This approach has benefited also from Lorna Tilley’s “Bioarchaeology of Care” (2015), a scientific approach to the study of human remains with signs of impairment that emphasises identifying the role of caregivers in the lives of those persons. Tilley, an archaeologist with the background of a specialist carer, sought to demonstrate that impaired people didn’t just live by chance and that their communities must have taken active steps to support them. All these approaches – somewhat the mainstream of current archaeological discourse surrounding disability – like to take a far more progressive reading of the archaeological material, keen to emphasise evidence for integration and acceptance, even going so far as to suggest that because impairments were far more common in the ancient past than they are today, there was little distinction between the “abled” and “disabled” body.
As a disabled archaeologist, however, I feel as though these approaches almost go too far in the opposite direction: while they are right to say that impairments were not the sole determinatives of an individuals lived experience, the keenness to which they wish to illustrate the lives of ancient peoples as being in spite of those impairments – or not marked by them at all – means that we’ve still come no closer to understanding them as lived individuals, whose embodiments of disability would have been a key part of how they experienced the world and built relationships with the people around them. That’s the key thing we ought to be seeking:
What’s more, when we think of the ancient past – or for that matter, any period of our human history – we should not forget that the questions we ask are not only informed by our own present, but that the people we seek to gain answers from may not have conclusive answers of their own at all. Yet they certainly had ideas; ideas that, when seen through a lens informed by lived experience, seem to comprehend the disabled body and mind fully, even if they did not have a universal definition for it.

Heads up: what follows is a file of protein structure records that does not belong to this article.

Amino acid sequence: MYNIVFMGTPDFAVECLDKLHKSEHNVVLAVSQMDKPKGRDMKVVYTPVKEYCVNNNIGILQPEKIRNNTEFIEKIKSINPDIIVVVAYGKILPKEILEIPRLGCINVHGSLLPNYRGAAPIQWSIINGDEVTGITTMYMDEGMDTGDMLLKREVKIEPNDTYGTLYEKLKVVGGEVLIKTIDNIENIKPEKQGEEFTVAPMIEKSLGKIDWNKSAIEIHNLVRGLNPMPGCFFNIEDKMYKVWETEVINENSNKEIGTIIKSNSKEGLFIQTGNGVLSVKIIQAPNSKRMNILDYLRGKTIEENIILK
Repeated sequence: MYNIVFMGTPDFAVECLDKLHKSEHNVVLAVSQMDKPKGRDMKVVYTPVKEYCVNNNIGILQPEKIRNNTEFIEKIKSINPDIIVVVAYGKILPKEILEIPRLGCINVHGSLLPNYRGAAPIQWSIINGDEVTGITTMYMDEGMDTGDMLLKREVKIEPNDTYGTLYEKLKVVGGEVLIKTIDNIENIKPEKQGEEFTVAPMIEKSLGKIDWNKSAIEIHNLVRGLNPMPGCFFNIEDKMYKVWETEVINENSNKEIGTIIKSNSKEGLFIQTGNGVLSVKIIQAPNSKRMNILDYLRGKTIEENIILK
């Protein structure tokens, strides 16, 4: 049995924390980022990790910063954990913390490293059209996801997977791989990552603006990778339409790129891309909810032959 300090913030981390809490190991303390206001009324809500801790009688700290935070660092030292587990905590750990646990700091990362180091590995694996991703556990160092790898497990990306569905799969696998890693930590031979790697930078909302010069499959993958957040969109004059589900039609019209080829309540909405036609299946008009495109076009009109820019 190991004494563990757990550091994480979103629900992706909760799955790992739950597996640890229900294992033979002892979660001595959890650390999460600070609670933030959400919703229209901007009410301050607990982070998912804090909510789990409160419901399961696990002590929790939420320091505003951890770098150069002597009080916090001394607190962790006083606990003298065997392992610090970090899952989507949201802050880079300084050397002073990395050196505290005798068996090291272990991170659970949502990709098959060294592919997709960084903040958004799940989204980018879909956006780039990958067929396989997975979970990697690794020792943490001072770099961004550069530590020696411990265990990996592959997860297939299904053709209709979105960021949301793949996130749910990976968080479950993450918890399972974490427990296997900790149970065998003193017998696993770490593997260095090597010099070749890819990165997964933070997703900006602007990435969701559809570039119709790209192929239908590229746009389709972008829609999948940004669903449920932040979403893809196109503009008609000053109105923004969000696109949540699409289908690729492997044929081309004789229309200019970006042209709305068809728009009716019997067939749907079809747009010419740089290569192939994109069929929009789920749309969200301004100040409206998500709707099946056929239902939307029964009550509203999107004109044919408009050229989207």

One such example that I can give from my own research as an Egyptologist is the case of a woman known as Geheset, who lived during the 18th century BCE and was a noblewoman of the late Middle Kingdom. Likely born with Ataxic Cerebral Palsy, she was married to a high court judge known as Imeni and as such was known as a “Lady of the Household”, which meant that she would have been responsible not only for managing the affairs of their family but also their social relationships with other members of the social circle of Pharaoh’s court. Analysis of her remains suggests she could have lived to anywhere upwards of sixty years, which is no small feat. Regrettably, what little study there has been of her has been riddled by ableist language: One such study claims that she was “marred by gross asymmetry” and an example of “survival of the weakest”. These studies cannot (or will not) see Geheset beyond what remains of her, even though what remains is only her bones, which cannot convey either her true appearance or her consciousness. Such conclusions can only be drawn from a position (either consciously or unconsciously) that immediately sees the disabled body as something less than a nondisabled one, thus immediately dehumanising the person and eliminating the possibility of seeing the fullness of her character, even from what little evidence we get from what remains in her tomb. When I spoke about her last year for a symposium hosted by the Allard Pierson Museum in Amsterdam, I conveyed that I believe in order to understand her fully, we have to look beyond what’s immediately in front of us and consider her sense of Personhood, her Agency, and her Embodiments. This allows us to look beyond Disability in its systemic attributes as is the case today, and consider how disability as an embodiment was experienced alongside her high social status, her identity as a woman (and possible migrant from Nubia), but also her social relationships with other people. In effect, we are not just asking ourselves how others perceived Geheset, but how Geheset may have perceived herself and navigated her life; an active participant in her own life, not a passive subject.